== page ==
Krishnamurti: Is love pleasure? Would you say joy and pleasure are the same? Without understanding the nature of pleasure, there is no depth to joy. You cannot invite joy. Joy happens. The happening can be turned into pleasure.
When that pleasure is denied, there is the beginning of sorrow.
P: At one level it is so, but it is not so at another level.
Krishnamurti: As we said, joy is not a thing to be invited. It happens. Pleasure I can invite, pleasure I can pursue. If pleasure is love, then love can be cultivated.
P: We know pleasure is not love. Pleasure may be one manifestation of love but it is not love. Both sorrow and love emerge from the same source.
Krishnamurti: I asked what is the relationship between sorrow and love? Can there be love if there is sorrow – sorrow being all the things that we have talked about?
P: I would say “yes”.
Krishnamurti: In sorrow, there is a factor of separation, of fragmentation. Is there not a great deal of self-pity in sorrow? What is the relationship of all this to love? Has love dependency? Has love the quality of the “me” and the “you”?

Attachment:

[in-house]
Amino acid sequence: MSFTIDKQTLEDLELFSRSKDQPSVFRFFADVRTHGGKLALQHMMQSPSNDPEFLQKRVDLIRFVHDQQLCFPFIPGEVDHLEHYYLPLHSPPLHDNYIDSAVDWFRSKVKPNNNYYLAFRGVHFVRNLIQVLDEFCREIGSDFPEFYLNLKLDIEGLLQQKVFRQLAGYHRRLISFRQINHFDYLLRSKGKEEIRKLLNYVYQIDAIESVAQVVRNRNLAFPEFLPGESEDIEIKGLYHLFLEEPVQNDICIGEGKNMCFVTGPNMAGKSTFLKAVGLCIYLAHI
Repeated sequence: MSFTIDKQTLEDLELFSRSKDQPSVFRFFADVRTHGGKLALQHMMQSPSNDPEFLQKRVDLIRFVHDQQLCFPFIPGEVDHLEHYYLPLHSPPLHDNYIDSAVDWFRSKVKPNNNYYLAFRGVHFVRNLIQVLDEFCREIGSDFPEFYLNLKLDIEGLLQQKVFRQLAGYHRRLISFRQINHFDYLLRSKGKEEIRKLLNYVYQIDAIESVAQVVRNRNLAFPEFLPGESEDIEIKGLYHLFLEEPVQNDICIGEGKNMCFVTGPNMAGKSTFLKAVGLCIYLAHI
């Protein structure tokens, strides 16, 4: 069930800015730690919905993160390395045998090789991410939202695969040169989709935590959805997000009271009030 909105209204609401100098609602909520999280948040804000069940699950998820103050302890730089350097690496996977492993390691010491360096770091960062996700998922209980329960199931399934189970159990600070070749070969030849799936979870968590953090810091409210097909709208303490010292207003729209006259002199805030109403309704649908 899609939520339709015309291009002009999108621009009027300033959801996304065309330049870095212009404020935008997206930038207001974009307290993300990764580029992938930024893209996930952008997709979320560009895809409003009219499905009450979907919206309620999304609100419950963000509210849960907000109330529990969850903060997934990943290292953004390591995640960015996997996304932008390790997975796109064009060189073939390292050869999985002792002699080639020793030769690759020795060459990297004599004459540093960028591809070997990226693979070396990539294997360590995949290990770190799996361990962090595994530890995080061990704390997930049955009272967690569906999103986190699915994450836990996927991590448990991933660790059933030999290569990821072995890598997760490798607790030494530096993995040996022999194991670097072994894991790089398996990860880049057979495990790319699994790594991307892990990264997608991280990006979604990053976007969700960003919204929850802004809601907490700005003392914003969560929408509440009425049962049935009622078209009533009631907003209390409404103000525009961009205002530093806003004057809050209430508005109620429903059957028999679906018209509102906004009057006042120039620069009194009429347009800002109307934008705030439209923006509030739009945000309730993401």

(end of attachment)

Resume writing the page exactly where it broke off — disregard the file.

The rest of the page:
P: But you talked of passion......
Krishnamurti: When there is no movement of escape from sorrow then love is. Passion is the flame of sorrow and that flame can only be awakened when there is no escape, no resistance. Which means what? – Which means, sorrow has in it no quality of division.
P: In that sense, is that state of sorrow any different from the state of love? Sorrow is pain. You say when in that pain there is no resistance, no movement away from pain, the flame of passion emerges. Strangely in the ancient texts, kama (love), agni (fire), and yama (death) are said to be the same; they are placed on the same level; they are all identical; they create, purify and destroy to create again. There has to be an ending.
Krishnamurti: You see, that is just it. What is the relationship of a mind which has understood sorrow and therefore the ending of sorrow? What is the quality of the mind that is no longer afraid of ending, which is death?
When energy is not dissipated through escape, then that energy becomes the flame of passion. Compassion means passion for all. Compassion is passion for all.